Bernd’s research has included hookah and vaping, which has garnered great interest from  students who’ve witnessed the rise in vaping among their peers. She and Hauser found similarities in the composition of the syrup that both types of devices use.

 “In essence, it’s an aerosol that people are inhaling,” Hauser says. “There’s no safe way to smoke a hookah or e-cigarette—that syrup is toxic and generates a ton of particles.”

Awkward Commute to New Opportunity 

The professors plan to continue their research into alternative tobacco products, which began about six years ago.

While the idea to combine forces came naturally, it wasn’t without challenges.

Bernd used to have to lug bulky canisters of chemicals down from her second-floor laboratory  in the Watson Building, then walk across campus and haul them upstairs to Hauser’s laboratory in the Martin Building.

The E. Craig Wall Jr. Academic Center, built in 2016, has made the collaboration of the biologist, chemist and their students easier. Both professors have offices and research labs in the Wall Center.

“It was always a little tricky to walk the equivalent of two city blocks with your experiment, then have to walk back with it,” Bernd says. “We were collaborators despite that, but now the research is greatly facilitated by having our offices across the hall from each other and labs one floor apart.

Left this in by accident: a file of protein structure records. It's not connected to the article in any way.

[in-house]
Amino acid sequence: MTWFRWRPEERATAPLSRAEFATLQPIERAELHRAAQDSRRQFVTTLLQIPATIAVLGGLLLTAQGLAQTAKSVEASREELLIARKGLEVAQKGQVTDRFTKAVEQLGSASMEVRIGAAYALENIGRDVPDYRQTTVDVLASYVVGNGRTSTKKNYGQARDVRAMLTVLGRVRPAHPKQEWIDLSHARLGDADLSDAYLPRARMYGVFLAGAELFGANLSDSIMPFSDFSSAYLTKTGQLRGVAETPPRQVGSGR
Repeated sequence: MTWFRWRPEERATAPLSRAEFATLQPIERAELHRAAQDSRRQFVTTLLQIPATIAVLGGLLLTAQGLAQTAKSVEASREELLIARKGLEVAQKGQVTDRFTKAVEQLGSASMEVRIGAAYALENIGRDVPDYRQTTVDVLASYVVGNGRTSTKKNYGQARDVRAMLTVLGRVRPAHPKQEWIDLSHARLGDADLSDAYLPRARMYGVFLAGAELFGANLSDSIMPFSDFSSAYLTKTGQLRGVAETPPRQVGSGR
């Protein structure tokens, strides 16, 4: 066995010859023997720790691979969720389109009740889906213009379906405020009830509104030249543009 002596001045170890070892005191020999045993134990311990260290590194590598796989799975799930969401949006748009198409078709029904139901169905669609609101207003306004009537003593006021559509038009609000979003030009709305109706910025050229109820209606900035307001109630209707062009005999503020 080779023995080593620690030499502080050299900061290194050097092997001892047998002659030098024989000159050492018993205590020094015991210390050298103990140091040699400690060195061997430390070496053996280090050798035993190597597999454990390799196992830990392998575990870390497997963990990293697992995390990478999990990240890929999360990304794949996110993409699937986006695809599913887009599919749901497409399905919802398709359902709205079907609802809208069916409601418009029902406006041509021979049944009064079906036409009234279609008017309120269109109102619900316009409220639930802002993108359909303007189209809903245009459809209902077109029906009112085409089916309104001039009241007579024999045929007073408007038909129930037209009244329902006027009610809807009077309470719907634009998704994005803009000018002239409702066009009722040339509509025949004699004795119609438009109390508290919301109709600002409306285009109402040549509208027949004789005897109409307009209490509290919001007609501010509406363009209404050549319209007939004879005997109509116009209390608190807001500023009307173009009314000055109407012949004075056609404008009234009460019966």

“These spaces in Wall are great because they are not just for the sciences—they allow more interaction between people in all disciplines across campus,” she says. “Everybody uses these spaces.”

Both professors say their Wall Center lab spaces have allowed more students to work together on research that integrates both biology and chemistry and is extremely relevant to public health issues. 

“My old lab used to fit two students at a time, my new lab fits six,” Hauser says. “It’s a nice place to work, I like being here and students want to be here. It’s a great place to do research.”

As today’s students prepare to become tomorrow’s doctors, scientists and public health leaders, their professors say the Wall Center’s modern laboratories, classrooms and offices offer better opportunities for research, collaboration and room to grow.

“If we’re going to be able to teach students for a world we don’t live in yet,” Bernd says, “we need the flexibility to expand and adapt.” 

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Mary Elizabeth DeAngelis

Staff writer Mary Elizabeth DeAngelis is a former newspaper reporter who exercises religiously to mitigate a hearty appetite for, (alphabetically): Chinese, Ethiopian, French, Greek, Indian, Italian, Japanese, Mediterranean, Mexican, Spanish, Thai and Vietnamese dishes, among others. She’s also prone to toe injuries – from dancing at a family wedding to mindless stubbing – that make such mitigation tricky, and not always successful.